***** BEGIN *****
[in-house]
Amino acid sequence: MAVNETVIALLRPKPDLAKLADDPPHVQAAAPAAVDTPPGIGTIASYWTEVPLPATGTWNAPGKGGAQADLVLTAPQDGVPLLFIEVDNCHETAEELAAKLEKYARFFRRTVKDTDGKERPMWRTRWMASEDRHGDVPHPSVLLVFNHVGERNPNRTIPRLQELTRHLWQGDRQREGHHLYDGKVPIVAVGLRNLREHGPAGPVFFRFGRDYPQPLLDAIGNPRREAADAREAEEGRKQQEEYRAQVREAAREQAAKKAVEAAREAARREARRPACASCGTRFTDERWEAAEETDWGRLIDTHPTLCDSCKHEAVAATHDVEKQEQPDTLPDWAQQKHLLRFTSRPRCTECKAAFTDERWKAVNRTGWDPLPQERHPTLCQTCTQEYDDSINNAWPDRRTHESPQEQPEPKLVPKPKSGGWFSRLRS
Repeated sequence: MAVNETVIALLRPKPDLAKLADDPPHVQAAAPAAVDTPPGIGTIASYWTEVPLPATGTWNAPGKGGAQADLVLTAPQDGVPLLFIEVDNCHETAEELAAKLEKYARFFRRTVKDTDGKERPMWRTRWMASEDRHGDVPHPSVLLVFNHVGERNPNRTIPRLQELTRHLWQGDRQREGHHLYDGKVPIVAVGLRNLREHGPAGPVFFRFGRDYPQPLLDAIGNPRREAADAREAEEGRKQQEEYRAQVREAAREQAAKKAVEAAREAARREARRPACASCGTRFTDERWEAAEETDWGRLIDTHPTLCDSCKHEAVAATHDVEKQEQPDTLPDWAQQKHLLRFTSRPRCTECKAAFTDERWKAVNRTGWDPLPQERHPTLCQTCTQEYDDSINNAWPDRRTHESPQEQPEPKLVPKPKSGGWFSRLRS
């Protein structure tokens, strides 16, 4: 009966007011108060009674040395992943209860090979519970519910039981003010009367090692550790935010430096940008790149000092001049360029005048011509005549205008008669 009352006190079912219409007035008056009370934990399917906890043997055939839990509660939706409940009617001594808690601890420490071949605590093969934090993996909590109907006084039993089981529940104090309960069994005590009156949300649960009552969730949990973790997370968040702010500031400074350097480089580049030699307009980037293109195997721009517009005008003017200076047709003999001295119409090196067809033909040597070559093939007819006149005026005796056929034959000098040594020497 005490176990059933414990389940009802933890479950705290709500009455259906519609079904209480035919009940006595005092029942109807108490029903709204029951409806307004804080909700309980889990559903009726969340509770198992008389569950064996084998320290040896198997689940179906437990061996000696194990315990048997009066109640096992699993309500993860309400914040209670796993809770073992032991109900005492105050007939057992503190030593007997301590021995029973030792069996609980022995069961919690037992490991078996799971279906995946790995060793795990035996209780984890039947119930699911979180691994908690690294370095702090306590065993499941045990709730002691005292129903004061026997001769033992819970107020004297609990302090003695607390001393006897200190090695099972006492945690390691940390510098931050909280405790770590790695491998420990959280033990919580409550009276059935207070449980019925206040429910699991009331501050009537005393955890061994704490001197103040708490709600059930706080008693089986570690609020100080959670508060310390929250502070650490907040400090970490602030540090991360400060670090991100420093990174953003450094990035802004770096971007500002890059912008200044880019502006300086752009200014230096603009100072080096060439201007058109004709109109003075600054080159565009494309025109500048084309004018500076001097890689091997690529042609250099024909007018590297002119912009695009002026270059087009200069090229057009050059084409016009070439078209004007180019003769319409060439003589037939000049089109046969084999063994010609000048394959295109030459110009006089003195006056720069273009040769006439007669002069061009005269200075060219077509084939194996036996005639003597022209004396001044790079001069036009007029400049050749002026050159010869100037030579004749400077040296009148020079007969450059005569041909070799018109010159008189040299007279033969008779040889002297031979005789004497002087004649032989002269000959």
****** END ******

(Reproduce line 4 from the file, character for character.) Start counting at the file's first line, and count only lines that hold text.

């Protein structure tokens, strides 16, 4: 009966007011108060009674040395992943209860090979519970519910039981003010009367090692550790935010430096940008790149000092001049360029005048011509005549205008008669 009352006190079912219409007035008056009370934990399917906890043997055939839990509660939706409940009617001594808690601890420490071949605590093969934090993996909590109907006084039993089981529940104090309960069994005590009156949300649960009552969730949990973790997370968040702010500031400074350097480089580049030699307009980037293109195997721009517009005008003017200076047709003999001295119409090196067809033909040597070559093939007819006149005026005796056929034959000098040594020497 005490176990059933414990389940009802933890479950705290709500009455259906519609079904209480035919009940006595005092029942109807108490029903709204029951409806307004804080909700309980889990559903009726969340509770198992008389569950064996084998320290040896198997689940179906437990061996000696194990315990048997009066109640096992699993309500993860309400914040209670796993809770073992032991109900005492105050007939057992503190030593007997301590021995029973030792069996609980022995069961919690037992490991078996799971279906995946790995060793795990035996209780984890039947119930699911979180691994908690690294370095702090306590065993499941045990709730002691005292129903004061026997001769033992819970107020004297609990302090003695607390001393006897200190090695099972006492945690390691940390510098931050909280405790770590790695491998420990959280033990919580409550009276059935207070449980019925206040429910699991009331501050009537005393955890061994704490001197103040708490709600059930706080008693089986570690609020100080959670508060310390929250502070650490907040400090970490602030540090991360400060670090991100420093990174953003450094990035802004770096971007500002890059912008200044880019502006300086752009200014230096603009100072080096060439201007058109004709109109003075600054080159565009494309025109500048084309004018500076001097890689091997690529042609250099024909007018590297002119912009695009002026270059087009200069090229057009050059084409016009070439078209004007180019003769319409060439003589037939000049089109046969084999063994010609000048394959295109030459110009006089003195006056720069273009040769006439007669002069061009005269200075060219077509084939194996036996005639003597022209004396001044790079001069036009007029400049050749002026050159010869100037030579004749400077040296009148020079007969450059005569041909070799018109010159008189040299007279033969008779040889002297031979005789004497002087004649032989002269000959």